The leader of an “ex-gay” organization whose books and other material has been used to bolster support for the anti-gay bill now pending before Uganda lawmakers has voiced his opposition to the bill.
Richard Cohen, leader of the International Healing Center, told Rachel Maddow this week:
“We do not believe in this legislation. We had no knowledge of it and we disavow all relationship to it. We are promoting loving people, loving all homosexual people.”
Even given his disavowal of the proposed law, Maddow pointed out that his organization has been active in Uganda, sending “ex-gays” to speak at conferences and promoting his books, including Coming Out Straight, in the country. Cohen saw no problem with this practice, assuring Maddow that anyone from his group would be promoting love and compassion for gays and lesbians — as well as offering “change.”
Maddow, try as she might, though, could not really convince Cohen that while he may see the “thrust” of his books and message as one of love and compassion, his words were being used to stoke the growing fires of homophobia in Uganda and have been used in support of laws that will imprison gays and lesbians, and perhaps lead directly to their deaths.
“You’re telling them exactly what they need to hear in order to justify the ‘kill the gays’ bill. Your book portrays gay people as predators that must be stopped to protect the innocent.
Maddow then read to Cohen a passage from his book that is being used to support the pending law.
“The legislator who sponsored the bill told the Associated Press today that he insists these strict measures, which I know you abhor, including execution, are necessary in their country to stop homosexuals from recruiting school children. Let me just also read from your book, page 49, ‘Homosexuals are at least 12 times more likely to molest children than heterosexuals; homosexual teachers are at least 7 times more likely to molest a pupil; homosexual teachers are estimated to have committed at least 25 percent of pupil molestation; 40 percent of molestation assaults are made by those who engage in homosexuality.’ This is the claim that you make in your book that exactly feeds these folks who want to execute people for being gay what they need in order to justify that.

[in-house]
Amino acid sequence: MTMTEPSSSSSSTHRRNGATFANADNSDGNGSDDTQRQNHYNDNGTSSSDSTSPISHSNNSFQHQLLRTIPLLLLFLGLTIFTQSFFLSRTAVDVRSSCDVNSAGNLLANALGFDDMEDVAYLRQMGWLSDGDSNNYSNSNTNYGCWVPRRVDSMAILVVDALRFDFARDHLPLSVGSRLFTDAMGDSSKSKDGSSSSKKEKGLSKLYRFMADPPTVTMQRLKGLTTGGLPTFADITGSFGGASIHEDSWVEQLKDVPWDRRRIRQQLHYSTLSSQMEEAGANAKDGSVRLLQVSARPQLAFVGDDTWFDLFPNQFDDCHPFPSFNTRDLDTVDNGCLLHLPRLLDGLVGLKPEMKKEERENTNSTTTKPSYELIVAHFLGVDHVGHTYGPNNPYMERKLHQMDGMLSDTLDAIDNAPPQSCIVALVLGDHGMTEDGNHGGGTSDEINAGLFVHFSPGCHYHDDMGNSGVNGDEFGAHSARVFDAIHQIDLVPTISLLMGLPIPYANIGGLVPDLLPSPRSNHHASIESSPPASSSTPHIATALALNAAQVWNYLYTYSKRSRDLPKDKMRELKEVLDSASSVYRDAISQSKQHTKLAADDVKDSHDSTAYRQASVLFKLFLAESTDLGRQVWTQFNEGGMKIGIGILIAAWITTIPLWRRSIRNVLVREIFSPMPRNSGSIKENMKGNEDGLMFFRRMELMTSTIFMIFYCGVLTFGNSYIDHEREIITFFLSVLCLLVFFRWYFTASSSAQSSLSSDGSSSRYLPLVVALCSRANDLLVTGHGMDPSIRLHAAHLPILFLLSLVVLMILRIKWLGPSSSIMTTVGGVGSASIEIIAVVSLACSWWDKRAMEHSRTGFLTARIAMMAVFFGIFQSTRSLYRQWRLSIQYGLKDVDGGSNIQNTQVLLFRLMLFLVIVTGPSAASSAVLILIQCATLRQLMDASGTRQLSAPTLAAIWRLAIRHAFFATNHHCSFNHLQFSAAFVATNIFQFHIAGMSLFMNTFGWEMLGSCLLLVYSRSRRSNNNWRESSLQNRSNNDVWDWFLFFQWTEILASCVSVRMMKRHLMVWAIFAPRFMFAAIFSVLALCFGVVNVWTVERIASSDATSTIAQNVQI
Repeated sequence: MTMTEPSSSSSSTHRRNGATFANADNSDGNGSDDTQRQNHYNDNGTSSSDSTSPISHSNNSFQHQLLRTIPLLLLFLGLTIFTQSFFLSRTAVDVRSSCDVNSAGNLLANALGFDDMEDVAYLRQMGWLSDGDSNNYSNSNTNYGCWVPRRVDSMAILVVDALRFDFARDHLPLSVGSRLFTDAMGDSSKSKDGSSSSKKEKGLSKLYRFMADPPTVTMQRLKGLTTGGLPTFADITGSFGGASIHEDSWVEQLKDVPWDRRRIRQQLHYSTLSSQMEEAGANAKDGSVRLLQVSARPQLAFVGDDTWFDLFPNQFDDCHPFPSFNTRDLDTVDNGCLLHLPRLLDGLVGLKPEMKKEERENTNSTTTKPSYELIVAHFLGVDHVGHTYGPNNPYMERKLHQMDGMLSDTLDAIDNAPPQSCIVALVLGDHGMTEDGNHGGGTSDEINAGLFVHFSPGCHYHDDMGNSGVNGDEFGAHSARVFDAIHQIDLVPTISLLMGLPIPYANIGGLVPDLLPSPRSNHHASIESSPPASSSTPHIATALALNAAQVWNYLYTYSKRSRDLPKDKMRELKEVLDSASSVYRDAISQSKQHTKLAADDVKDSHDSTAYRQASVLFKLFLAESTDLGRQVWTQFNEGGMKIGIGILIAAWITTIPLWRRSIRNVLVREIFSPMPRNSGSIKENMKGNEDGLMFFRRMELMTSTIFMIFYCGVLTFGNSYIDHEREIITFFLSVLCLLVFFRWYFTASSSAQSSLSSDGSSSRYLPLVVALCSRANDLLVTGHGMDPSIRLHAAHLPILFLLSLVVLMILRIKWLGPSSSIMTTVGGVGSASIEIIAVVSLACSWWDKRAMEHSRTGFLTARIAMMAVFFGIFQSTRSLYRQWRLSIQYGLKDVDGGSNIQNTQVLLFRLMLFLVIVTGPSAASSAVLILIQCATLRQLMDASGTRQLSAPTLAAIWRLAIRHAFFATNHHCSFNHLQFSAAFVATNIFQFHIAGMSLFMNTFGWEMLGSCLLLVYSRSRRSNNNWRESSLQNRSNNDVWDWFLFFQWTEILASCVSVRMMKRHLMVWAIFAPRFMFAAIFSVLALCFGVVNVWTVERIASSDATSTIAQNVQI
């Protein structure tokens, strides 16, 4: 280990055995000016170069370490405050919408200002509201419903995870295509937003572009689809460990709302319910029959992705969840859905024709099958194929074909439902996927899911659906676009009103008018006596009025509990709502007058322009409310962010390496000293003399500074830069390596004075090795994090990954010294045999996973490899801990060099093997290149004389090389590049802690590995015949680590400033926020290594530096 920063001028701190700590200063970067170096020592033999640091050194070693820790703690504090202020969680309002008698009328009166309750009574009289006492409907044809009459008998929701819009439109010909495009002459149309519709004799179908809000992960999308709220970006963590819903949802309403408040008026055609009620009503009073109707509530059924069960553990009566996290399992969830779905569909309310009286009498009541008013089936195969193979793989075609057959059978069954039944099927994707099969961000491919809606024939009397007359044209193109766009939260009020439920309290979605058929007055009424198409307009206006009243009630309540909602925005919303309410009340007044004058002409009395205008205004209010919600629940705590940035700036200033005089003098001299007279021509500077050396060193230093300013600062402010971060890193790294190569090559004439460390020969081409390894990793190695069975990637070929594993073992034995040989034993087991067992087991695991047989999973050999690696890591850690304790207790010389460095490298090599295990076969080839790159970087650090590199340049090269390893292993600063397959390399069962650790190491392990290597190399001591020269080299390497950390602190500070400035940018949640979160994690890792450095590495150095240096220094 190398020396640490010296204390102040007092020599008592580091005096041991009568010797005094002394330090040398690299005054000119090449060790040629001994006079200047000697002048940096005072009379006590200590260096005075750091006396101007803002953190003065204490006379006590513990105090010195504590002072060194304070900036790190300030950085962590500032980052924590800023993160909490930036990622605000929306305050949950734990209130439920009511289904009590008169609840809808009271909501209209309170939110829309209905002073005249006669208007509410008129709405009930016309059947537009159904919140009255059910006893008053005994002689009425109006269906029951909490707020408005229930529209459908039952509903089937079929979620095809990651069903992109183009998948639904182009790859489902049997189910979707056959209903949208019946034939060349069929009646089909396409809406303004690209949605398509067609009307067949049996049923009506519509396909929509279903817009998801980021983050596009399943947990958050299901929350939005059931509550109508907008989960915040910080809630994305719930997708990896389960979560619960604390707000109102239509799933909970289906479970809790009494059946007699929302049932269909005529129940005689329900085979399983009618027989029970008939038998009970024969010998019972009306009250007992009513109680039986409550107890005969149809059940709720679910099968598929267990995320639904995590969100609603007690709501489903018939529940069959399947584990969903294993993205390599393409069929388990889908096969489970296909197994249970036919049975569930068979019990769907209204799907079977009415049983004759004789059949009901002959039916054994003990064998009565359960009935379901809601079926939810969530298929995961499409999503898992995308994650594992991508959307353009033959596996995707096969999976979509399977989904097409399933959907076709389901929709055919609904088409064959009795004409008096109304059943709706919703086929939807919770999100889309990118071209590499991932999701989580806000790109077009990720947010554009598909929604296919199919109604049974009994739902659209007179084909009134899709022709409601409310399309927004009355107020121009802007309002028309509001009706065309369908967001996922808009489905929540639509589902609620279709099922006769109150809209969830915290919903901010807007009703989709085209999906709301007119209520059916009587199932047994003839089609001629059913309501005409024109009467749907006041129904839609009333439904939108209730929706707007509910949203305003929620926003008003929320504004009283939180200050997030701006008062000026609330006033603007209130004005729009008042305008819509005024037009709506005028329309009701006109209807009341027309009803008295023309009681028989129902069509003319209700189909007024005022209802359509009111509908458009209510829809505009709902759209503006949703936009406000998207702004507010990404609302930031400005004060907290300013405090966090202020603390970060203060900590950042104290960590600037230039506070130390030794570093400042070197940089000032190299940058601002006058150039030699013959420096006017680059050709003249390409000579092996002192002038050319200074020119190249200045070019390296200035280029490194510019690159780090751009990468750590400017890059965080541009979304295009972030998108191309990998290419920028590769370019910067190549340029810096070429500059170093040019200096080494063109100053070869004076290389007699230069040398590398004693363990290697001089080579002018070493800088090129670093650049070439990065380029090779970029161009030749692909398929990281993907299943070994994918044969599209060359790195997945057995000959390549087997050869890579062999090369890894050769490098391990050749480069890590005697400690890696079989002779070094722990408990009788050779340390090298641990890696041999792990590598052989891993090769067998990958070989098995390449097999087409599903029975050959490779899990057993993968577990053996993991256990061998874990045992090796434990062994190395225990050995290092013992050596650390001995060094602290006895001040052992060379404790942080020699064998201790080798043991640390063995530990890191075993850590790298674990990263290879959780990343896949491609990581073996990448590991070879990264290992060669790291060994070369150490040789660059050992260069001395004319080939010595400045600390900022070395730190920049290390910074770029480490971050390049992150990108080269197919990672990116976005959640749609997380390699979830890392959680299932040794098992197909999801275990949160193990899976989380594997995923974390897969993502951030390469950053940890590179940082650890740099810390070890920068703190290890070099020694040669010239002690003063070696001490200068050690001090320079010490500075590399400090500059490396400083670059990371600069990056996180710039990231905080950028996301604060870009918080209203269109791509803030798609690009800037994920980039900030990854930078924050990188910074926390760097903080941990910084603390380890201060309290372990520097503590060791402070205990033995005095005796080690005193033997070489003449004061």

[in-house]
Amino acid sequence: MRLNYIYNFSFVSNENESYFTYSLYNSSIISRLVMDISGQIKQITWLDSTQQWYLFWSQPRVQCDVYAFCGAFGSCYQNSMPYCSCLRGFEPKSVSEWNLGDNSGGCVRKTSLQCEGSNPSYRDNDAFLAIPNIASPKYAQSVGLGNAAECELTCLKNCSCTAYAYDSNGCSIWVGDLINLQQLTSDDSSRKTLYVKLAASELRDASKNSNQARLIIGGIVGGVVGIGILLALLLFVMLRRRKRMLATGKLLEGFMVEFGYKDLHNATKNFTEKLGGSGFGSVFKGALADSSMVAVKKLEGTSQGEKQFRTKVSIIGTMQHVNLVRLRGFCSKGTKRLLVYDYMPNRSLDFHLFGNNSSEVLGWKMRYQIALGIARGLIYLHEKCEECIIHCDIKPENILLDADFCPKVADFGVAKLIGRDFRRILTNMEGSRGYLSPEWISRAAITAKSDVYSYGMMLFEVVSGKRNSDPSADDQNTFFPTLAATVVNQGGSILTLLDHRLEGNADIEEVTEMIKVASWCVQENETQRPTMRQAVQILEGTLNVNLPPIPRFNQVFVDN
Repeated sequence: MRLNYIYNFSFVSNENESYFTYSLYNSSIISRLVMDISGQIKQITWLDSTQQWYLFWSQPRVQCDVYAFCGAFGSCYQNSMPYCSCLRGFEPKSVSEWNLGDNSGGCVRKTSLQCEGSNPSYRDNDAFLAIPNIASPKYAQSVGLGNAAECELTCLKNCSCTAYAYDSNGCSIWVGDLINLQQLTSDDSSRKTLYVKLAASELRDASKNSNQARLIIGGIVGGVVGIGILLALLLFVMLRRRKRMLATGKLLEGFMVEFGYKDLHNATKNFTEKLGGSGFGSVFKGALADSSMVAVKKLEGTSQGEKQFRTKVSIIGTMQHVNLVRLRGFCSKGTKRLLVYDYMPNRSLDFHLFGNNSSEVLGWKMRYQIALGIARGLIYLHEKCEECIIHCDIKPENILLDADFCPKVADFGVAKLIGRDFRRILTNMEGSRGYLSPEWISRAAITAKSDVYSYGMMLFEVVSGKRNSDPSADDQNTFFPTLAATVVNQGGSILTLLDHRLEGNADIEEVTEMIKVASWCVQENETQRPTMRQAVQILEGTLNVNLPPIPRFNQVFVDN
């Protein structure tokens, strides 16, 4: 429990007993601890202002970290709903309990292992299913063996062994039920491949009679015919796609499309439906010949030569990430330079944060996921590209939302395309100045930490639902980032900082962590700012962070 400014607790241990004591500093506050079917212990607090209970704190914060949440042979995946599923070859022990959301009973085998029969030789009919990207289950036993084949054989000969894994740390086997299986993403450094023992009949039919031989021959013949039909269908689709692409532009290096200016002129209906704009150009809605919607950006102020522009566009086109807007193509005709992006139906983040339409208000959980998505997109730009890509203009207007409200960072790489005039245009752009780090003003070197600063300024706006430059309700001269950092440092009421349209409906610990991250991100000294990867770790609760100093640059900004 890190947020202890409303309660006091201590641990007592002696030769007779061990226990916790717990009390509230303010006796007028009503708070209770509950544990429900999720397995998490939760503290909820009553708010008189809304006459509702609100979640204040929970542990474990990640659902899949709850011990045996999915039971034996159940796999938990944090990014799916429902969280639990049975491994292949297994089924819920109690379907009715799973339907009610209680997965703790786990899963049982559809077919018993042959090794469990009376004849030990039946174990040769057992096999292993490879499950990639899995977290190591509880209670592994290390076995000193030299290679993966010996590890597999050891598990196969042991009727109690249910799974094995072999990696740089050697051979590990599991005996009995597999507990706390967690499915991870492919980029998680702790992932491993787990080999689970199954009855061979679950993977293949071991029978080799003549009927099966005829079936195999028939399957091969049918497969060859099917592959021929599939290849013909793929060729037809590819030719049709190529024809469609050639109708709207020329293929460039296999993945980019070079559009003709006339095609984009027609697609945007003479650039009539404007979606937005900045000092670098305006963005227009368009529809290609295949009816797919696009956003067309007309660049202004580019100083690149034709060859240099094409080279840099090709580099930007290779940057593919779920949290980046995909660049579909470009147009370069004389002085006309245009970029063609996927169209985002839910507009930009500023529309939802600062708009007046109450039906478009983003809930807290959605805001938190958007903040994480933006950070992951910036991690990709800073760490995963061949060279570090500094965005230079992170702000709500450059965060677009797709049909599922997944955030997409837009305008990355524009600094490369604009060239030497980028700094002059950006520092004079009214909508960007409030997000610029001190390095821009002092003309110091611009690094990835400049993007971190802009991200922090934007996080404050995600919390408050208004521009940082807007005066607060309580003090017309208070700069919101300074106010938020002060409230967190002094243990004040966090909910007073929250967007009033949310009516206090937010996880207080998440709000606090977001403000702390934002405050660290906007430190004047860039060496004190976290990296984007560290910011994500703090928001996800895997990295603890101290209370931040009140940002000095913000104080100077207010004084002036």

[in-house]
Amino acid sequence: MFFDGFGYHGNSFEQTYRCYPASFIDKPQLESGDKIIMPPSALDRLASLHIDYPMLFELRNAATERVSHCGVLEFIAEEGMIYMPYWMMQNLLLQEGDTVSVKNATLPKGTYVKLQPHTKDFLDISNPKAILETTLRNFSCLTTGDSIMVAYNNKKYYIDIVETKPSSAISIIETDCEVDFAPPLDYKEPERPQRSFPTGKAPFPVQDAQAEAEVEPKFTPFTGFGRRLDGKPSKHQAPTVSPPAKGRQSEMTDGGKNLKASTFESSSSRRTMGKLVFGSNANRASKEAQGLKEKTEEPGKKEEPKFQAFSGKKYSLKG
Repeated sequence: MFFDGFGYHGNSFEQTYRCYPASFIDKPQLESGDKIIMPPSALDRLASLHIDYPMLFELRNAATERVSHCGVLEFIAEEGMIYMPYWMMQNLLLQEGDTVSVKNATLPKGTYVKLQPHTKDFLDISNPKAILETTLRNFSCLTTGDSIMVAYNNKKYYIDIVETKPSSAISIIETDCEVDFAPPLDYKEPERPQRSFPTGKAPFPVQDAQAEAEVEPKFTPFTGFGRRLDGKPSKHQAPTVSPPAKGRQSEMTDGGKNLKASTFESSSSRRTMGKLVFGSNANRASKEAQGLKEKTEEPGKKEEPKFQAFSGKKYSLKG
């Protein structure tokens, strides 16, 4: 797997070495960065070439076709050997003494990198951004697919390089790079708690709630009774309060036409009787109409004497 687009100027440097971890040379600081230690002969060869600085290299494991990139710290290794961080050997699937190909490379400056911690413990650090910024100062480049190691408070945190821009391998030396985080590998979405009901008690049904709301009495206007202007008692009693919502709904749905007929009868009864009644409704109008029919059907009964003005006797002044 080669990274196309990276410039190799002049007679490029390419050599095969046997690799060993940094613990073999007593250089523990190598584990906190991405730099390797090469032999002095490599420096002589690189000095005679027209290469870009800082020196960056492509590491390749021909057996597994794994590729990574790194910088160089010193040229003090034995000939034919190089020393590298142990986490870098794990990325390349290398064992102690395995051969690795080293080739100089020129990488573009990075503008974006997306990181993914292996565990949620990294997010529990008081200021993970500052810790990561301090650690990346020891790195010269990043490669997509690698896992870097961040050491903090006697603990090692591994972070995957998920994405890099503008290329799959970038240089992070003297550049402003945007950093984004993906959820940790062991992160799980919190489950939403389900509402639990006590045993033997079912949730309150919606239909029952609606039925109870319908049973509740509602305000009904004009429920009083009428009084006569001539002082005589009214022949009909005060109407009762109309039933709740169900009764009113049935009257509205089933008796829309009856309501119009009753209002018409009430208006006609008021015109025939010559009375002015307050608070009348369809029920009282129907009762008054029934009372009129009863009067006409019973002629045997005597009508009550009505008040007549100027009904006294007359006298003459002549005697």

Knowing how it all looked for him, Cohen, instead of standing by his words, threw his own book under the bus:
“Actually, y’know, that one particular quote when I do republish it, uh, reprint it, we will extract that from it because we don’t want such things to be used against homosexual persons.
Sorry, Mr. Cohen, but the horses have already left the barn, it’s too late to lock the doors now. Far from disavowing his own penchant for using blatant lies to promote his own hateful agenda, Cohen continues his plea that his organization is about “love” for gays and lesbians whether they “choose” to remain gay or seek “change.”
The rest of the interview is worth the time to view as Maddow expertly cuts poor Cohen to shreds for relying on discredited and spurious “research” to prove that homosexuals can become heterosexuals. The sad thing is, Cohen doesn’t seem to get that his words have consequences, and are being used to implement laws that will strip gay and lesbian Ugandans of their freedom, and will cost many others their very lives. If there was ever need for repentance, this would be the time, Mr. Cohen.
One commenter on the Advocate.com’s Web site, Edward from Boston, makes a good point – Cohen had the opportunity, not just to disavow this legislation, but to do more to stop it:
… the obvious question was: would he file a complaint with the Ugandan government for misusing his work to justify the potential killing of gays? Would he make a public statement decrying the proposed law? Would he stand with Gay Activists in protesting because the Ugandans used his work out of context? She didn’t ask, and he didn’t offer. If he had made a statement like this without being asked, it would have helped his credibility.
And credibility is something Cohen is greatly lacking right now.